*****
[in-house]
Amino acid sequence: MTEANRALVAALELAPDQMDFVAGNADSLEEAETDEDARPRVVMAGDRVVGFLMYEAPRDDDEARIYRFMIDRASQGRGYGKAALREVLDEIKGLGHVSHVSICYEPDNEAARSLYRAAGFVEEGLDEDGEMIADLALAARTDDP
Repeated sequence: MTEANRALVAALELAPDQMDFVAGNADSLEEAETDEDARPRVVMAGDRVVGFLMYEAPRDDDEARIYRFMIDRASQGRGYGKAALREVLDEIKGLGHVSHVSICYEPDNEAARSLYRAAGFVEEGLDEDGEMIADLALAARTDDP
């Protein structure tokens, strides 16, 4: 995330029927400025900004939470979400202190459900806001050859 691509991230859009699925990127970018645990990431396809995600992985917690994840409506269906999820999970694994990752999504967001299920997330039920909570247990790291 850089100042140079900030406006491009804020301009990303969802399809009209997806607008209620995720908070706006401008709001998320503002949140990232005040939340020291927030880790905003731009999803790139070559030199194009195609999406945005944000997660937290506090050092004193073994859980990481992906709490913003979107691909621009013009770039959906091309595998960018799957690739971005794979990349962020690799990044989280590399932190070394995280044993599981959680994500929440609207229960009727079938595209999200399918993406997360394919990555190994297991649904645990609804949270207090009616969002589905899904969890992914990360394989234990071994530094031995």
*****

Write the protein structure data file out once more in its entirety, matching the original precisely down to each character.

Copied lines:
[in-house]
Amino acid sequence: MTEANRALVAALELAPDQMDFVAGNADSLEEAETDEDARPRVVMAGDRVVGFLMYEAPRDDDEARIYRFMIDRASQGRGYGKAALREVLDEIKGLGHVSHVSICYEPDNEAARSLYRAAGFVEEGLDEDGEMIADLALAARTDDP
Repeated sequence: MTEANRALVAALELAPDQMDFVAGNADSLEEAETDEDARPRVVMAGDRVVGFLMYEAPRDDDEARIYRFMIDRASQGRGYGKAALREVLDEIKGLGHVSHVSICYEPDNEAARSLYRAAGFVEEGLDEDGEMIADLALAARTDDP
């Protein structure tokens, strides 16, 4: 995330029927400025900004939470979400202190459900806001050859 691509991230859009699925990127970018645990990431396809995600992985917690994840409506269906999820999970694994990752999504967001299920997330039920909570247990790291 850089100042140079900030406006491009804020301009990303969802399809009209997806607008209620995720908070706006401008709001998320503002949140990232005040939340020291927030880790905003731009999803790139070559030199194009195609999406945005944000997660937290506090050092004193073994859980990481992906709490913003979107691909621009013009770039959906091309595998960018799957690739971005794979990349962020690799990044989280590399932190070394995280044993599981959680994500929440609207229960009727079938595209999200399918993406997360394919990555190994297991649904645990609804949270207090009616969002589905899904969890992914990360394989234990071994530094031995």